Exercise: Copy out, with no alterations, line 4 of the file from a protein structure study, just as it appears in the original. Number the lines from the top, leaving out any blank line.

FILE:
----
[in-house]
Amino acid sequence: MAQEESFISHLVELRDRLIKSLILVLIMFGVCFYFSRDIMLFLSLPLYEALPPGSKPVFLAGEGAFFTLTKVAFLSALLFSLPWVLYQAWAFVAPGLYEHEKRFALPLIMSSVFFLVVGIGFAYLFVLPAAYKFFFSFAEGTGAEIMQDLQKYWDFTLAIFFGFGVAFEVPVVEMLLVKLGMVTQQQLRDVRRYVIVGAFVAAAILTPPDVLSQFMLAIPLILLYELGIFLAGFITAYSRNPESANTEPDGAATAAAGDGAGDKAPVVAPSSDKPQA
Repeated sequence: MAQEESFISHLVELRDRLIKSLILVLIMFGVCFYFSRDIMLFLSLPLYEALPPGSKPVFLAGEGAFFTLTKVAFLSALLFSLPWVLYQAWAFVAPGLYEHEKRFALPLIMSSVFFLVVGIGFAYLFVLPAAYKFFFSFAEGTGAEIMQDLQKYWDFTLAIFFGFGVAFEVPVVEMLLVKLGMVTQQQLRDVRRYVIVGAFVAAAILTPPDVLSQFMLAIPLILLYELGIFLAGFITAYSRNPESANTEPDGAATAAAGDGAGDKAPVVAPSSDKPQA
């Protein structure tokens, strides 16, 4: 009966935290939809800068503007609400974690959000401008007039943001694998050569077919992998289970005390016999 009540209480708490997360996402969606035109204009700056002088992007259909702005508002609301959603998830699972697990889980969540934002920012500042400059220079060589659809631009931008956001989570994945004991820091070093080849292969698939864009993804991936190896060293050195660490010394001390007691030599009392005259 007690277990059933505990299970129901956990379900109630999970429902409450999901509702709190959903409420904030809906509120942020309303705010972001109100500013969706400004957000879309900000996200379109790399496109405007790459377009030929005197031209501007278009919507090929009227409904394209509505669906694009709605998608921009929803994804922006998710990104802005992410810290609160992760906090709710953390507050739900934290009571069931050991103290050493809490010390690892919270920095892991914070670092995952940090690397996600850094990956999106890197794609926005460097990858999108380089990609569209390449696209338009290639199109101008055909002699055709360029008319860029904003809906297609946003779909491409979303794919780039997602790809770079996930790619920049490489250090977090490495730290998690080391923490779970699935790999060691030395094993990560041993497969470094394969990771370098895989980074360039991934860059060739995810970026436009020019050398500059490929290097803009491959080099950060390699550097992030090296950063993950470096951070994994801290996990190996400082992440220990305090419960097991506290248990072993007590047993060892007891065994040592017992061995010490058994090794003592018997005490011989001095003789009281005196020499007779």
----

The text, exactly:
């Protein structure tokens, strides 16, 4: 009966935290939809800068503007609400974690959000401008007039943001694998050569077919992998289970005390016999 009540209480708490997360996402969606035109204009700056002088992007259909702005508002609301959603998830699972697990889980969540934002920012500042400059220079060589659809631009931008956001989570994945004991820091070093080849292969698939864009993804991936190896060293050195660490010394001390007691030599009392005259 007690277990059933505990299970129901956990379900109630999970429902409450999901509702709190959903409420904030809906509120942020309303705010972001109100500013969706400004957000879309900000996200379109790399496109405007790459377009030929005197031209501007278009919507090929009227409904394209509505669906694009709605998608921009929803994804922006998710990104802005992410810290609160992760906090709710953390507050739900934290009571069931050991103290050493809490010390690892919270920095892991914070670092995952940090690397996600850094990956999106890197794609926005460097990858999108380089990609569209390449696209338009290639199109101008055909002699055709360029008319860029904003809906297609946003779909491409979303794919780039997602790809770079996930790619920049490489250090977090490495730290998690080391923490779970699935790999060691030395094993990560041993497969470094394969990771370098895989980074360039991934860059060739995810970026436009020019050398500059490929290097803009491959080099950060390699550097992030090296950063993950470096951070994994801290996990190996400082992440220990305090419960097991506290248990072993007590047993060892007891065994040592017992061995010490058994090794003592018997005490011989001095003789009281005196020499007779």